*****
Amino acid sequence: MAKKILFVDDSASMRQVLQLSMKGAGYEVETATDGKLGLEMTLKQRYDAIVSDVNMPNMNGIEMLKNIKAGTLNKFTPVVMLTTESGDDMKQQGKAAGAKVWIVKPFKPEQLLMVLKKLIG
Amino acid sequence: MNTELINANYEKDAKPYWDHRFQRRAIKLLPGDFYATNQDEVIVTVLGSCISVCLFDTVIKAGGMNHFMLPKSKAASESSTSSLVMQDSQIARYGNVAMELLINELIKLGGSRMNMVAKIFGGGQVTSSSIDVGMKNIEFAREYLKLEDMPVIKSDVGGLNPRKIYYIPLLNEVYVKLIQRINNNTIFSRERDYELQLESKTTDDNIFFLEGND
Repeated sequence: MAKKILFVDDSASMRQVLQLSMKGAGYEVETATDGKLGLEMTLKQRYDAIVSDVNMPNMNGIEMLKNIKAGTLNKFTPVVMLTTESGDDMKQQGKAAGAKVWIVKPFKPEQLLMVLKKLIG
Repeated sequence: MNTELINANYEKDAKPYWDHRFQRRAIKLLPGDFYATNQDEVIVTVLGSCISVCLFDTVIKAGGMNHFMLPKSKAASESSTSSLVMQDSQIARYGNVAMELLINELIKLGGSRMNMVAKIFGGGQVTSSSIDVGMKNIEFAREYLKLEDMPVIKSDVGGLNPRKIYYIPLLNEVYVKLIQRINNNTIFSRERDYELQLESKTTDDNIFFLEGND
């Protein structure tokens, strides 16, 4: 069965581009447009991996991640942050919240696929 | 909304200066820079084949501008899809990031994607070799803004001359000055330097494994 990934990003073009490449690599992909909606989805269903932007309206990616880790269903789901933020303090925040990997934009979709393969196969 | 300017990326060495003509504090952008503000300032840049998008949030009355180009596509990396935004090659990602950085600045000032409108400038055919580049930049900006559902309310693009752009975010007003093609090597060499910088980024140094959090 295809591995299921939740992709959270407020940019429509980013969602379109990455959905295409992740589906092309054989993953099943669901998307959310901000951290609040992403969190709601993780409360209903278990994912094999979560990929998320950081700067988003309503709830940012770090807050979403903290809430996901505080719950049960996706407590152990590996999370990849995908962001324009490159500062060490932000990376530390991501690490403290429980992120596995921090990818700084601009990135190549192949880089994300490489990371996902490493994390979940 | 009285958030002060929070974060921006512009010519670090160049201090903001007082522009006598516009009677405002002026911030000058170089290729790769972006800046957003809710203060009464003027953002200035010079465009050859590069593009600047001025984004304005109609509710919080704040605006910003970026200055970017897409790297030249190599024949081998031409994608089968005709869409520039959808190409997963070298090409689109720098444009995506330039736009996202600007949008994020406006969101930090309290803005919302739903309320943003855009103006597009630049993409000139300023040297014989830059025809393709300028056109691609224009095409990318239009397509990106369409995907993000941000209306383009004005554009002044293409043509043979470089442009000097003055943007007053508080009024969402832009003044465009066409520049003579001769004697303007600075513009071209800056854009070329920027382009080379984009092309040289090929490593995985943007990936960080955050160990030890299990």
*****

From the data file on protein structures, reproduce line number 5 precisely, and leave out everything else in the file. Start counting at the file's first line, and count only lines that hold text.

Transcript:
């Protein structure tokens, strides 16, 4: 069965581009447009991996991640942050919240696929 | 909304200066820079084949501008899809990031994607070799803004001359000055330097494994 990934990003073009490449690599992909909606989805269903932007309206990616880790269903789901933020303090925040990997934009979709393969196969 | 300017990326060495003509504090952008503000300032840049998008949030009355180009596509990396935004090659990602950085600045000032409108400038055919580049930049900006559902309310693009752009975010007003093609090597060499910088980024140094959090 295809591995299921939740992709959270407020940019429509980013969602379109990455959905295409992740589906092309054989993953099943669901998307959310901000951290609040992403969190709601993780409360209903278990994912094999979560990929998320950081700067988003309503709830940012770090807050979403903290809430996901505080719950049960996706407590152990590996999370990849995908962001324009490159500062060490932000990376530390991501690490403290429980992120596995921090990818700084601009990135190549192949880089994300490489990371996902490493994390979940 | 009285958030002060929070974060921006512009010519670090160049201090903001007082522009006598516009009677405002002026911030000058170089290729790769972006800046957003809710203060009464003027953002200035010079465009050859590069593009600047001025984004304005109609509710919080704040605006910003970026200055970017897409790297030249190599024949081998031409994608089968005709869409520039959808190409997963070298090409689109720098444009995506330039736009996202600007949008994020406006969101930090309290803005919302739903309320943003855009103006597009630049993409000139300023040297014989830059025809393709300028056109691609224009095409990318239009397509990106369409995907993000941000209306383009004005554009002044293409043509043979470089442009000097003055943007007053508080009024969402832009003044465009066409520049003579001769004697303007600075513009071209800056854009070329920027382009080379984009092309040289090929490593995985943007990936960080955050160990030890299990």